Northwest Arkansas Clinical Trials Center has been a dedicated dermatology research center for more than 7 years. The research center is located in the heart of Northwest Arkansas, home to a regional population of more than 500,000 residents and two large college campuses. The clinical trials center has over 1500 square feet solely dedicated to dermatology research and research subjects. The center includes a reception area, examination rooms, laboratory, locked and temperature monitored investigational product ambient storage, study coordinator offices, and temperature monitored refrigerator and -20 C freezer. All equipment undergoes certification annually.
The combined clinical trial team experience in phase I-phase IV studies exceeds 50 years. Investigational product formulation experience includes oral, intravenous, topical and other parenteral routes. All personnel have certified GCP training and most are IATA certified. The staff is very familiar with the variety of electronic data capture (EDC) platforms and are very proficient in data entry.
The center and personnel have clinical trial experience in the following dermatologic conditions in pediatric, adolescent and adult populations:
- Atopic Dermatitis
- Common Warts
- Seborrheic Keratosis
- Hidradenitis suppurativa
If you’re worried about getting melanoma, the most-serious skin cancer, you may be wondering whether you should have genetic testing. After all, genetic testing is now used find a person’s risk for many diseases.
Before getting a genetic test for melanoma, here are some facts you should know:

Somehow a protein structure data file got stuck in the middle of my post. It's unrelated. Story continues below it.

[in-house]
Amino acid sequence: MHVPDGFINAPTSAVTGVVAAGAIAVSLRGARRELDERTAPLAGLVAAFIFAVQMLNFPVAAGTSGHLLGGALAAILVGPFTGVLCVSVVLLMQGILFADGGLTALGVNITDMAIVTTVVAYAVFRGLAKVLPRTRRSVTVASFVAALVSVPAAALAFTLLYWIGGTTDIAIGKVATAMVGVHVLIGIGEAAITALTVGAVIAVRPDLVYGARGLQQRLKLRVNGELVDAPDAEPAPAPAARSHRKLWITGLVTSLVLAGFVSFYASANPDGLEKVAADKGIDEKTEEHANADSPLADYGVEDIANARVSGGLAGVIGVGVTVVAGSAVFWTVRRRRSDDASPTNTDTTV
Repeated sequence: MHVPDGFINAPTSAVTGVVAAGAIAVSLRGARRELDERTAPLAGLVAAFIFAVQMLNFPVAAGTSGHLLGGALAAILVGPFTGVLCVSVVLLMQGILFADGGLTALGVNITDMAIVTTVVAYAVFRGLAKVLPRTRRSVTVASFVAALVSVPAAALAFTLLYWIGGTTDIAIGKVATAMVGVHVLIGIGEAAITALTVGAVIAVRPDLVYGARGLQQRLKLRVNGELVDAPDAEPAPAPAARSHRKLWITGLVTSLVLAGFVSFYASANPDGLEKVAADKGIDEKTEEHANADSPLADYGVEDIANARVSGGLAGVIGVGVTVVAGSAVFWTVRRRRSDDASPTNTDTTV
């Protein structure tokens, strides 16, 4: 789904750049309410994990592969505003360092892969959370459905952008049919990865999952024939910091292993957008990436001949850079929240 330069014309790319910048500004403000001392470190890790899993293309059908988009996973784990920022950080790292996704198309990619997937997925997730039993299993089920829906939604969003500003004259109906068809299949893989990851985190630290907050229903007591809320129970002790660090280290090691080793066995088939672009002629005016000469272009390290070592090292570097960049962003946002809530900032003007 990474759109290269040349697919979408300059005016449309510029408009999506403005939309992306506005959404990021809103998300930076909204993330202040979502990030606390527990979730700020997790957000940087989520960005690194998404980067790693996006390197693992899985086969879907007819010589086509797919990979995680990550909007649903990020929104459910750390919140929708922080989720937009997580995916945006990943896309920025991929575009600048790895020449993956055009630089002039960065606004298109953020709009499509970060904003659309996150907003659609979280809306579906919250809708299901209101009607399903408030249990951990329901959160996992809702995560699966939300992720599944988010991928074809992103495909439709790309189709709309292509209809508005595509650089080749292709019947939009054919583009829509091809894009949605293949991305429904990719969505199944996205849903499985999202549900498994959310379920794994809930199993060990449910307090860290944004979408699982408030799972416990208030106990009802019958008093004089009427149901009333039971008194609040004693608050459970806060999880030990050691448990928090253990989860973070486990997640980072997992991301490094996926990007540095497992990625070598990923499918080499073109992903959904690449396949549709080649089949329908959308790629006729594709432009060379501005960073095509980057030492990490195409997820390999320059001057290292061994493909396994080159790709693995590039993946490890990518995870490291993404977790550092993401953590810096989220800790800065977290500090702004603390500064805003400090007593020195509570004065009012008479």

Few people will have a positive genetic test
The genetic test for melanoma can tell you whether you have a mutation (change) in a gene that gives you an increased risk of developing melanoma. These mutations are passed down in the family tree.
If you carry one of these mutations, your lifetime risk of getting melanoma ranges from 60% to 90%. Only about 10% of people who develop melanoma have one of these genes.
Most people get melanoma for other reasons. The sun, tanning beds, and tanning lamps give off ultraviolet (UV) rays. These rays are known to damage our skin. This damage can cause different types of skin cancer, including melanoma.
We also know that certain physical traits increase a person’s risk of getting melanoma. Physical traits that can increase your risk of getting melanoma include having skin that burns easily but rarely tans, naturally blonde or red hair, or blue or green eyes.
Having red hair and freckles may double or triple your risk of getting melanoma.
If you have 50+ moles or atypical moles, you also have an increased risk. An atypical mole looks different — more like a melanoma. Atypical moles also have a higher risk of becoming a melanoma.
You also have a higher risk of getting melanoma if you have a suppressed immune system. Some medications suppress your immune system. These include chemotherapy medications and those taken after receiving an organ transplant.
Being 50 years of age or better also increases your risk of developing melanoma.
So as you can see, people get melanoma for many reasons. It’s likely that many people who get melanoma have more than one cause at work.
Genetic testing may be recommended when you have one of these risks
In the United States, a dermatologist may consider genetic counseling and possibly genetic testing for melanoma if you have had one (or more) of the following: